“The pent up demand for concerts is so big there are no dates available for me to book anything right now. I book 6-16 months out…so if I’ve got a client calling me today and they are looking for dates in May, there’s not a lot going on. There’s not a lot available even in October. We are a year round business, so that’s the challenge now…Concerts are booking in a shorter time frame and canceling also because of Covid…The booking window is shorter for all of us and it’s a lot of last minute stuff. You don’t have as much lead time anymore…The other thing that changed is that the cost of doing business has increased by 20-30%…Things are backordered. We have a brand new screen that we want to hang but we can’t hang it because we don’t have the motor. The motor is sitting on a ship somewhere in the middle of the ocean. So it still affects everything.”

“As a company we joined forces with our competitors. Having a unified message to appeal to Congress because there are a lot of gig workers and they’ve all just completely lost their income and they didn’t qualify for unemployment…That’s the majority. So we created a fund called Crew Nation. So there are really good sides to it as well. You see people reach into their pockets to help.”

Kotler has clients that work with her time and time again. She states, “The relationships are my favorite part of the job. I got to work with some of my favorite film scouts that I hadn’t worked with in a while or that I wanted to work with and it just hasn’t worked out. The other cool thing is that they would book The Tabernacle and then two of my other venues, so we got to keep it in the family…I think working with some of my favorite people over multiple times for multiple venues was probably the best part of it.”

“We had to follow government guidelines all along…You have to social distance. It was constantly changing. You can have up to 100 people, now you can have up to 800, but you have to be six feet apart and you have to wear masks unless you’re eating or drinking. All of our staff are still required to wear masks, and for our public events, like concerts we are requiring vaccines or negative covid tests within the last 48 hours. Company wide. Now, private events, we leave it up to that production…The film industry gets tested at least three times a week and they’re very safe. Which is what is great about our venues. 40,000 square-feet, you can definitely social distance! …I think that was a big factor in people selecting our venue as well,” in addition to their event spaces being so unique.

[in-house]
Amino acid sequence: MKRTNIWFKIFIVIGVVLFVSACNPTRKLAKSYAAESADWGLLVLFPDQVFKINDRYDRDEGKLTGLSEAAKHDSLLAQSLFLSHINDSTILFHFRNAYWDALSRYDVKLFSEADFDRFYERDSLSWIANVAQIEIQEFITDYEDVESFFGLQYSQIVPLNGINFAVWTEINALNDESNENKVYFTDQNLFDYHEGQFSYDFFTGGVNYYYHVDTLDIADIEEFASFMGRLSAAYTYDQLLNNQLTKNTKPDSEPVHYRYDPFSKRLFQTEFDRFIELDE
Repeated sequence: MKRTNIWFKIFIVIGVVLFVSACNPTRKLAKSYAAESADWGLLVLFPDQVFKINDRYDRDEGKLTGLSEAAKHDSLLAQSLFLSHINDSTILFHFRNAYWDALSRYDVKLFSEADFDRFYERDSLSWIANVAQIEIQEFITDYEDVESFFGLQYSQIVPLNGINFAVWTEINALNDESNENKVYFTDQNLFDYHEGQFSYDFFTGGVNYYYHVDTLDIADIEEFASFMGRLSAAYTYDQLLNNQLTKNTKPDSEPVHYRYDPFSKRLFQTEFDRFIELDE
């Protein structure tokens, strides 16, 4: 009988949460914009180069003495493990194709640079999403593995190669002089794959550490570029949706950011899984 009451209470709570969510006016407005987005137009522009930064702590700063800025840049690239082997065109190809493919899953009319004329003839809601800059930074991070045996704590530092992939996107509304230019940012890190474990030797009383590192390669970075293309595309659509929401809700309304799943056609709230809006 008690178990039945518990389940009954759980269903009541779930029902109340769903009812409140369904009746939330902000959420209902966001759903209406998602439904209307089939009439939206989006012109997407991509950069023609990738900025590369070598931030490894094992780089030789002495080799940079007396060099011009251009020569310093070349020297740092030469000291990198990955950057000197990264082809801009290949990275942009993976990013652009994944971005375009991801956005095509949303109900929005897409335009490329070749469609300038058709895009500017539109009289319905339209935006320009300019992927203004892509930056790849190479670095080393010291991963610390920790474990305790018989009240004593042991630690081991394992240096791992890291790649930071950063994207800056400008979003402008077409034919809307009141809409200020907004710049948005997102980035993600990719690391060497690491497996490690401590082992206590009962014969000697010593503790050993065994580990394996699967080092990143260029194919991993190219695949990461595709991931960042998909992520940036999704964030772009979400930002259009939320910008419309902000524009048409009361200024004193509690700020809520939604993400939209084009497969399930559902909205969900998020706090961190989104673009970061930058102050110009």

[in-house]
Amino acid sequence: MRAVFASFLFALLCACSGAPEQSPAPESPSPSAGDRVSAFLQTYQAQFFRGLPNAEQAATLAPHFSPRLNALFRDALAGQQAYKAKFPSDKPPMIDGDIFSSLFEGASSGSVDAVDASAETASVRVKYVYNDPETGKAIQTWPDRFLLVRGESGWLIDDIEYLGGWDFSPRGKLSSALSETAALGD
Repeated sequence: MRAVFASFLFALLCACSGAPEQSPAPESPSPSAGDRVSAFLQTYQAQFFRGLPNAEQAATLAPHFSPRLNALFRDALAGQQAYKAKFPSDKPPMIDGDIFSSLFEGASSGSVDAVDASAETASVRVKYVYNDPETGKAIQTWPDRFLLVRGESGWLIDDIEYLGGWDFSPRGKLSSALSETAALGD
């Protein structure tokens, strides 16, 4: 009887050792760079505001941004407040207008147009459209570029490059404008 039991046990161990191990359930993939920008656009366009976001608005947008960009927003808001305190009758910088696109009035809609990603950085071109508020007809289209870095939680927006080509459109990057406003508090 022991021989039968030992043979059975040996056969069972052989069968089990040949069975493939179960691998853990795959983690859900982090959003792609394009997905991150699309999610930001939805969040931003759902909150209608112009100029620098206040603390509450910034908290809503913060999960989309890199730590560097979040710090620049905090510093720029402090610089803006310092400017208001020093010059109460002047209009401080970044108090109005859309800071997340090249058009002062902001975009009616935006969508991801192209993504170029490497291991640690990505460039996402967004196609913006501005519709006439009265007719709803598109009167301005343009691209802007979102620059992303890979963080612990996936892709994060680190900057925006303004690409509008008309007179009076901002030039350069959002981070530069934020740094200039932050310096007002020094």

Kotler’s outlook on the event world is positive; “I think people are dying to come back to what we know as normal. I think the future is bright. It’s not gonna stop. People were sitting in their houses for two years. They haven’t traveled for two years. They want to have fun. They want to celebrate, they want to have a party, and we sell fun.”

Steven Eisenstein with Classic Tents and Events

Speaking with Steven taught me that not everyone’s business struggled during the pandemic. At Classic Tents and Events, they flourished. Eisenstein is the Chief Event Officer and part owner of the company. Classic Tents and Events has been around for over 20 years, but he purchased it with Karen Alcock in 2010. “We serve the sporting market, concerts, retail, movie productions, educational events like graduation ceremonies,” as well as many other event outlets.

During the shutdown in Georgia when everyone else stopped working, Eisenstein’s team was put to the test. Business did slow down a bit, but they were able to take that time to focus on enhanced employee training. Most of the time, their training takes place on site, so the pandemic was good in the sense that they were able to unwind and make training a priority. Classic Tents cross-trained their employees to be more versatile within the company and capable of fulfilling multiple roles. If someone is unable to work because of illness, someone else has the ability to step in, which wasn’t possible before. So, in this time, they became more prepared for the business to come, and they did their best to stay ready. Their typical clientele made quite the shift as annual festivals were canceled and hospitals needed tents. Fulton County contacted them requesting tents for their COVID testing sites; they’re still in use to this day! When people were trying to figure out whether or not to cancel weddings and bar mitzvahs, a lot of them decided to cancel their venues and planned their events at private residences with added tents.

“We are in touch with the people in our industry, so when we all hunkered down and tried to figure out what was going on, we all relied on each other. We talked to other industry professionals in other cities and had daily discussions…where we all tried to figure out how to get through t